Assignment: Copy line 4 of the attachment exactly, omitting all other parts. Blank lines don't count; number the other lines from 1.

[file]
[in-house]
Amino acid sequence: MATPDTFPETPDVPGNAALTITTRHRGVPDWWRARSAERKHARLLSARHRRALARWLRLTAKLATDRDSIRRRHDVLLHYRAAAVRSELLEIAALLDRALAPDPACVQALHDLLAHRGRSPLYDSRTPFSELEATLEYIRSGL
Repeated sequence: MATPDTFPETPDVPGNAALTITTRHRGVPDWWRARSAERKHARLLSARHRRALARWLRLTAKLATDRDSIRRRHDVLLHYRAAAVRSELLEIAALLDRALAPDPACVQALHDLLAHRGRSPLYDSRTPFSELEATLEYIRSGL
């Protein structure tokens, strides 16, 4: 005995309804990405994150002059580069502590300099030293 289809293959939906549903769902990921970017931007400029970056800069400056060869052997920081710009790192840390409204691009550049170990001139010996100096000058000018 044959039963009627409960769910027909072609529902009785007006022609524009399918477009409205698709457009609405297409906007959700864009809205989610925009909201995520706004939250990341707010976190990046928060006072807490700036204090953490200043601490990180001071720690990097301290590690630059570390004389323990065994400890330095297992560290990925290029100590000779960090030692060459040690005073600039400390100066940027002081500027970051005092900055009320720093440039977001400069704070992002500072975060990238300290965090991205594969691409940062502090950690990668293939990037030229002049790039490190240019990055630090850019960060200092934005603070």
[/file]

């Protein structure tokens, strides 16, 4: 005995309804990405994150002059580069502590300099030293 289809293959939906549903769902990921970017931007400029970056800069400056060869052997920081710009790192840390409204691009550049170990001139010996100096000058000018 044959039963009627409960769910027909072609529902009785007006022609524009399918477009409205698709457009609405297409906007959700864009809205989610925009909201995520706004939250990341707010976190990046928060006072807490700036204090953490200043601490990180001071720690990097301290590690630059570390004389323990065994400890330095297992560290990925290029100590000779960090030692060459040690005073600039400390100066940027002081500027970051005092900055009320720093440039977001400069704070992002500072975060990238300290965090991205594969691409940062502090950690990668293939990037030229002049790039490190240019990055630090850019960060200092934005603070």